Discover more from Zhebrak et al.
Humans are information-processing machines that operate on internal and external signalling. Some information flow, for example, on a molecular level, is hidden from our everyday experience. At the same time, other parts are more exposed and evident, such as the fact that you are reading this sentence. Larger entities—families, organisations, countries—all receive, process, and store information, even though the mechanisms and their decomposition may vary. Information sources like thoughts, books, conversations, or visuals launch the processing machinery. Then, intentional or not, we sort, analyse and organise the information to discard it or use it in the future. We store the bits deemed valuable and revisit meaningful and useful entries.
Perspectives on the information flow range from neuroscience research to the personal knowledge management systems subreddit. Regardless of the chosen level of abstraction, insights into the process could inform you about potential flaws and bottlenecks in the system. Listing and understanding the relative weight of your sources, designing an efficient sorting system, retaining the information in an accessible structure, and selecting appropriate tools could bring you closer to the desired objective.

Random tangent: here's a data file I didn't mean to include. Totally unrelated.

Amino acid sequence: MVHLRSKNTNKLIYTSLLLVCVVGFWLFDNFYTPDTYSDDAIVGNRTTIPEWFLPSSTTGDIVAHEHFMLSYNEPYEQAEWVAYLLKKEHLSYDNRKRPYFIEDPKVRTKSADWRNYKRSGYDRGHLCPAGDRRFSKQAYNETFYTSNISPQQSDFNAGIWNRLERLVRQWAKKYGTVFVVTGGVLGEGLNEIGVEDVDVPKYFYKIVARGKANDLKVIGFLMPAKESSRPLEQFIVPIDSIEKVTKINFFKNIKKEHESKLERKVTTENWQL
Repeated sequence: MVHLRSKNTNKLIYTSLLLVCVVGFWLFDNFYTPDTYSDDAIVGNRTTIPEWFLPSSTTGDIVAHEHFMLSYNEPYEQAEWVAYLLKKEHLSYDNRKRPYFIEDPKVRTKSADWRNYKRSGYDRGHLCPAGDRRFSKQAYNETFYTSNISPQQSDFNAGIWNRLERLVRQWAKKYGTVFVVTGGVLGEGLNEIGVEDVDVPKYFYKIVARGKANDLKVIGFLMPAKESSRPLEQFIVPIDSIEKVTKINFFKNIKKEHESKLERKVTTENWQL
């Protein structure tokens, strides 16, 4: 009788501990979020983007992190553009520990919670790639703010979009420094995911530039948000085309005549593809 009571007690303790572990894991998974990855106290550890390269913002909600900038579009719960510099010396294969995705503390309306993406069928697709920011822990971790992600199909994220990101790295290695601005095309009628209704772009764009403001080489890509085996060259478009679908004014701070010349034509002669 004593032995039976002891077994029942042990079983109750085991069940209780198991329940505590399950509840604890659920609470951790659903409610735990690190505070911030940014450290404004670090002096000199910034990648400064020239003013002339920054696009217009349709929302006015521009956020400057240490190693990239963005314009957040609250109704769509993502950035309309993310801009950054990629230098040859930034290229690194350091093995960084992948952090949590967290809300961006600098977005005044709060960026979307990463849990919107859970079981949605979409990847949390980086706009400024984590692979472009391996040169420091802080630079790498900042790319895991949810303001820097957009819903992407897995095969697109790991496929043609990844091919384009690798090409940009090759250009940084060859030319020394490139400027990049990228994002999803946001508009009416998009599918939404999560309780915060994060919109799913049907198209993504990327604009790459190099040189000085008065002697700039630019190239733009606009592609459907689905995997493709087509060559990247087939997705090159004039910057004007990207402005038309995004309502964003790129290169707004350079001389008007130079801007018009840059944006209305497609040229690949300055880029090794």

It is easy to overlook another step in the flow, arguably the most important one. That is the change or action we take after the cycle of processing. By highlighting this component, we might find that we do not utilise some of the information to its full potential, or it affects us negatively. We can backpropagate the intended change differential through the information processing system and alter its elements or introduce a new step to accommodate an intended change. One of the reasons I am writing this post was my recent realisation that while I accumulate notes and thoughts on topics that interest me, this last link seemed to be missing.